This isn’t easy to do in the United States, with its jumble of states, counties, jurisdictions, laws, and cultures—but it’s not impossible. “It’s obvious with the initial lockdowns that the appropriateness of a given response for dense urban centers and for dispersed rural areas are very different,” says Dr. Guthrie. “For a long-term plan, strategies do have to be tailored to different settings for it to be something it can be adhered to, to be effective.”

Cautious reopening

Many parts of the world ran into trouble when they reopened too fast and too soon, something the World Health Organization (WHO) warned about in March. Many parts of the United States—among them Arizona, Florida, Georgia, and Texas—have already learned this painful lesson. New Zealand waited five weeks before trying to reopen, and Germany only relaxed measures when transmission rates were down.

In the United States, says Dr. Guthrie, “there was a degree of overconfidence.” A phased strategy probably is better, he says. “There needs to be a thoughtful approach on which of the activities are going to give you the most bang for your buck in terms of preventing transmission,” he adds. In other words, opening bars, restaurants, and gyms without good mitigation strategies is likely to result in more cases.

Staying alert

Successful reopening also means expecting and being ready for more waves. “Even if you’ve got it under great control, you have to be constantly vigilant,” says Dr. Sostman. “It is out there waiting for you to make one big mistake.”

Widespread participation

The key to successfully controlling SARS-CoV-2, the virus that causes Covid-19, is participation. “What we need for our country more than anything is participation from everybody,” says Peter Kuhn, PhD, Dean’s professor of biological sciences and professor of medicine at the University of Southern California. That means the willingness to socially distance and wear masks, among other things. “The problem is not insurmountable,” he says.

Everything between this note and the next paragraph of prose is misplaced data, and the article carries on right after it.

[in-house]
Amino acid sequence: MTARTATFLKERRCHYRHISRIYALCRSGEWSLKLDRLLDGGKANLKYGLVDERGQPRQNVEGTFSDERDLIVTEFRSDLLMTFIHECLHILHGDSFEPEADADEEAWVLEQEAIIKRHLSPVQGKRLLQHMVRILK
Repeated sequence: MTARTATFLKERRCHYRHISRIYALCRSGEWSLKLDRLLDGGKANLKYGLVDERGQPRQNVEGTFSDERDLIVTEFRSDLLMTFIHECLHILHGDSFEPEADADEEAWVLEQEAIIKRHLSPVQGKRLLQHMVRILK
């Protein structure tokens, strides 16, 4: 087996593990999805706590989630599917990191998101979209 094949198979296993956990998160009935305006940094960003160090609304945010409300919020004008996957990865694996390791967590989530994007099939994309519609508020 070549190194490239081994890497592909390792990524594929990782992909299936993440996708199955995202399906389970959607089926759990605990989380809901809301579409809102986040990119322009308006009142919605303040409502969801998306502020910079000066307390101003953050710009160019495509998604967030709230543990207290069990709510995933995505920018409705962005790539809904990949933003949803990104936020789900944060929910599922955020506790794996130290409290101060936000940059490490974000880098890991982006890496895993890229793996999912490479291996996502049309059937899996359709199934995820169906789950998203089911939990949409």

More than 100 countries have nationwide mask mandates, including Spain and France, according to the Council on Foreign Relations. This isn’t likely to work in the United States, but there are other ways to get people involved. The government of Vietnam “repurposed” a well-known pop song with new lyrics to emphasize handwashing. The song, “Ghen Co Vy,” which means “Jealous Coronavirus,” led to a Tik Tok dance challenge.

Clear messaging

Mustering up enthusiasm depended in large part on clear communication, says Krutika Kuppalli, MD, an infectious diseases physician and vice-chair of the Global Health Committee at the Infectious Diseases Society of America (IDSA). “There was consistent messaging and engagement with the public in the countries that have done well,” she adds. This hasn’t happened in the United States, although there were a few bright spots: When neighboring states collaborated in their efforts to curb Covid-19, they had greater success.

Sources

Amanda Gardner
Amanda Gardner is a freelance health reporter whose stories have appeared in cnn.com, health.com, cnn.com, WebMD, HealthDay, Self Magazine, the New York Daily News, Teachers & Writers Magazine, the Foreign Service Journal, AmeriQuests (Vanderbilt University) and others. In 2009, she served as writer-in-residence at the University of Wisconsin School of Medicine and Public Health. She is also a community artist and recipient or partner in five National Endowment for the Arts grants.